The Medical Examiner listed the immediate cause of death as blunt force abdominal trauma.
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Recommendation # 1: Employers should ensure that all forklifts are inspected daily and those not in safe operating condition are taken out of service until competent maintenance work can be performed.
Discussion: The forklift operator should inspect the forklift at the start of each shift or day for any defects that could affect safe operation of the truck. This inspection should be documented and kept on file with the company. Any vehicles that are not in proper operating condition should be taken out of service. In this incident, the injector system was known to be faulty. In addition, the reverse pedal apparently stayed down when the operator removed his feet from the pedals. According to OSHA CFR 1910.178(q)(1), any powered industrial truck not in safe operating condition, shall be removed from service. All repairs shall be made by authorized personnel. This work can be performed by either a trained forklift mechanic, or a contract forklift maintenance company. Any forklift in need of repair should be tagged out-of-service and placed in a restricted area. In this incident, repairs were being conducted in the company yard in an area that was not barricaded off.
Recommendation #2: Employers should ensure that the parking brake is engaged and the wheels are blocked/chocked before maintenance is conducted on a forklift.
Discussion: Before conducting maintenance on a forklift, the parking brake should be engaged and the wheels should be blocked/chocked. Blocks/chocks that are used should be of sufficient size and configuration. In this incident, the parking brake was not set and the wheels were not blocked/choked. If these precautions had been taken, the fatality may have been prevented.
Recommendation # 3: Employers should ensure that all company employees are trained on forklift pedestrian safety.
Discussion: Employees who do not operate forklifts but work around forklifts should be trained on the characteristics and limitations of the vehicles. This should include the visual limitations of the vehicle, rear-swing radius, stopping capabilities, safe pedestrian positioning around or near forklifts, and any other company-specific work environment characteristics. Forklift operators should also monitor pedestrian positioning around the forklift.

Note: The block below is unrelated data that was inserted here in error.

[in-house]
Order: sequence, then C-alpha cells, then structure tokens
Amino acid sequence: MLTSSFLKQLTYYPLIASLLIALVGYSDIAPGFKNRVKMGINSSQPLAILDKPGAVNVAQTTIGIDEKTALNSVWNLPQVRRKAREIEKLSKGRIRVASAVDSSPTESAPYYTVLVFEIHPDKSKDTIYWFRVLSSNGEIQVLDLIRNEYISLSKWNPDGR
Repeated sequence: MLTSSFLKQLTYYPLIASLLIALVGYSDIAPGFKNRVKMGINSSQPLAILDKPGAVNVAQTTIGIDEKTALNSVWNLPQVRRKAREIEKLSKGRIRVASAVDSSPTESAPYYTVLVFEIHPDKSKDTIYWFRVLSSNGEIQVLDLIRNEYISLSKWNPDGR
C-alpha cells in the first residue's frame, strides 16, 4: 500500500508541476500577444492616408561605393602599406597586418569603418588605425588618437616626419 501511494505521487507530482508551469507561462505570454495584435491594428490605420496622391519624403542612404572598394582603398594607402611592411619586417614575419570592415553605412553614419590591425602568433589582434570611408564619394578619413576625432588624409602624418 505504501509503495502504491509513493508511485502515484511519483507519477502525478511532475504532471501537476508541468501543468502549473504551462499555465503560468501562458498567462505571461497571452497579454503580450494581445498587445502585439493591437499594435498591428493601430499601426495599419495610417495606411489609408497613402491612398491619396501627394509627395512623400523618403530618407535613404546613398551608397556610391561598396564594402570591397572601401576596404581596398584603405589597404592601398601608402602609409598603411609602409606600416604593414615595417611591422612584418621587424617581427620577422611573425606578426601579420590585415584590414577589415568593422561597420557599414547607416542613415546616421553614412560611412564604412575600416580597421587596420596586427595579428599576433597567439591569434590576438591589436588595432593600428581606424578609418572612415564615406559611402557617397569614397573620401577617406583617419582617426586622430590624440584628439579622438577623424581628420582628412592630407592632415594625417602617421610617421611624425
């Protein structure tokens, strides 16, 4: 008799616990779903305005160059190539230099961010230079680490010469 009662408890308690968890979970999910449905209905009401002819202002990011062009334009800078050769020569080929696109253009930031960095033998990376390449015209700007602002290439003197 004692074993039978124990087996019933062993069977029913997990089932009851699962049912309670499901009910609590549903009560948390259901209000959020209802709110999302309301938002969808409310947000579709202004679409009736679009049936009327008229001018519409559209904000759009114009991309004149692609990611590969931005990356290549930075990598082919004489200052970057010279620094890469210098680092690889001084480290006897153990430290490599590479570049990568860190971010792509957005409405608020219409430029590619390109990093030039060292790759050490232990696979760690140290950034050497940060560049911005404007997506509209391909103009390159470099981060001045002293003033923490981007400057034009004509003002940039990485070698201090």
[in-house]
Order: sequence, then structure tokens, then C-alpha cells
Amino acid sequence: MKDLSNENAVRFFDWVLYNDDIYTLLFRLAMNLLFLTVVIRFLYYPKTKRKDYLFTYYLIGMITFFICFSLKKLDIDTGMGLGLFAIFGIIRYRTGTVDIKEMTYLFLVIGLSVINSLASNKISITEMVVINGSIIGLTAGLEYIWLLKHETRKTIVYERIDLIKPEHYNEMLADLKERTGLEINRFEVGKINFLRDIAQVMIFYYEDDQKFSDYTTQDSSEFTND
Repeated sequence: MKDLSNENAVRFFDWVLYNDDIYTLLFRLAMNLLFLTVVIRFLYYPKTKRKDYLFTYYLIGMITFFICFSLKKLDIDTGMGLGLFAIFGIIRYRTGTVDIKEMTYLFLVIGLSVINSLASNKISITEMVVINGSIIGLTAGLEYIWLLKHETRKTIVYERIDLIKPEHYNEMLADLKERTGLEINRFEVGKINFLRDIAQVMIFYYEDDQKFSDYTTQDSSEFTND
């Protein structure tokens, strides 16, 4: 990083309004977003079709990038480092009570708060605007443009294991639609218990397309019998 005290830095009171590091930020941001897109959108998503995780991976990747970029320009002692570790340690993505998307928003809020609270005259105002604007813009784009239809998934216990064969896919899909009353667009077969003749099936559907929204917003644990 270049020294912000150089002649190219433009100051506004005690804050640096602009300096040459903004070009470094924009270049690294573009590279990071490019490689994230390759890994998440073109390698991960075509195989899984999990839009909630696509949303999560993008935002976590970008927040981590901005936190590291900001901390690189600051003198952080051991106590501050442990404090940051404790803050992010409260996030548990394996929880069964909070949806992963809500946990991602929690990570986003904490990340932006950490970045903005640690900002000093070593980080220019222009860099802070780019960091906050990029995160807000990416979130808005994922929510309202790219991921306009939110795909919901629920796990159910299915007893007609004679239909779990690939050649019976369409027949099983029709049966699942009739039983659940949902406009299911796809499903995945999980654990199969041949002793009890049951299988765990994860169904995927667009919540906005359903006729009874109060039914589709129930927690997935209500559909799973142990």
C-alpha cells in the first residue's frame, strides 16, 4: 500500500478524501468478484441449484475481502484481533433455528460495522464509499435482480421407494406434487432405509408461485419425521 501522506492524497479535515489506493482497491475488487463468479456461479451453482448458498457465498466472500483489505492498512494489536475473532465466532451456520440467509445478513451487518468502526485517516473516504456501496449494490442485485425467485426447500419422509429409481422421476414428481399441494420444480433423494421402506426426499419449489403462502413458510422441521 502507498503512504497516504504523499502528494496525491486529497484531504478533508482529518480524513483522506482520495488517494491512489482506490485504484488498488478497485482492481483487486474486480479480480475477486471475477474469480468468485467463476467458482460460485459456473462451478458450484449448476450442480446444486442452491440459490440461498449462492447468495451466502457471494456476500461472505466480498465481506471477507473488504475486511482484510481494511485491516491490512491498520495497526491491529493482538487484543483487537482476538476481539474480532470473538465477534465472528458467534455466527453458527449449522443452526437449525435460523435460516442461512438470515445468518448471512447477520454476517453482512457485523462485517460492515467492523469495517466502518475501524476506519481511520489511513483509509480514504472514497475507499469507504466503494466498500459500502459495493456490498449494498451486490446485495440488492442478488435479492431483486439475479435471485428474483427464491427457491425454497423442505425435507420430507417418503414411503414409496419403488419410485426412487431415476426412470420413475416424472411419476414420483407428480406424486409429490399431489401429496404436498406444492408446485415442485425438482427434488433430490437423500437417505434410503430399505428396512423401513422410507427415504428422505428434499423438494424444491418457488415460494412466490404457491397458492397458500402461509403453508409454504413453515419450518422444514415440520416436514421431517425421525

Recommendation # 4: Employers should ensure that all forklift operators receive documented formal training on the Occupational Safety and Health Administration’s Powered Industrial Truck Standard.
Discussion: Employers should ensure that all employees who operate a forklift are trained on the required topics listed in the OSHA Standard CFR 1910.178(l)(1-4), including truck-related topics, workplace-related topics, refresher training, and performance evaluation. The training and evaluation of each operator must be completed before the employee is allowed to operate the vehicle. An evaluation must be completed on each type of forklift the employee operates. Documentation of the formal instruction and the evaluation must be kept on file with the company.
Recommendation # 5: Employers should develop and implement a written program that includes policies and procedures on forklift operation.
Discussion: Employers should develop written policies and procedures for forklift use. These should take into account the Occupational Safety and Health Administration standards, including required topics such as safe operation of the forklift, site-specific procedures, and refresher training requirements. The manufacturer’s recommendations for the safe operation of the vehicle should be included in all written programs and procedures as well.
- 29 CFR 1910.178, Occupational Safety and Health Standards, Powered
- Publication No. 2001-109 U.S. Department of Health and Human Services,
National Institute of Occupational Safety and Health: Preventing
Injuries and Deaths of Workers Who Operate or Work Near Forklifts,
- Lift Truck Safety: National Safety Council
- Coaching the Lift Truck Operator: FLI Learning Systems, 1999
- Forklift Operator Manual
Oklahoma FACE Program
The Oklahoma Fatality Assessment and Control Evaluation (OKFACE) is an occupational fatality surveillance project to determine the epidemiology of all fatal work-related injuries and identify and recommend prevention strategies. FACE is a research program of the National Institute for Occupational Safety and Health (NIOSH), Division of Safety Research.
These fatality investigations serve to prevent fatal work-related injuries in the future by studying the work environment, the worker, the task the worker was performing, the tools the worker was using, the energy exchange resulting in injury, and the role of management in controlling how these factors interact.
To contact Oklahoma State FACE program personnel regarding State-based FACE reports, please use information listed on the Contact Sheet on the NIOSH FACE website. Please contact In-house FACE program personnel regarding In-house FACE reports and to gain assistance when State-FACE program personnel cannot be reached.
- National Institute for Occupational Safety and Health (NIOSH)
- Centers for Disease Control and Prevention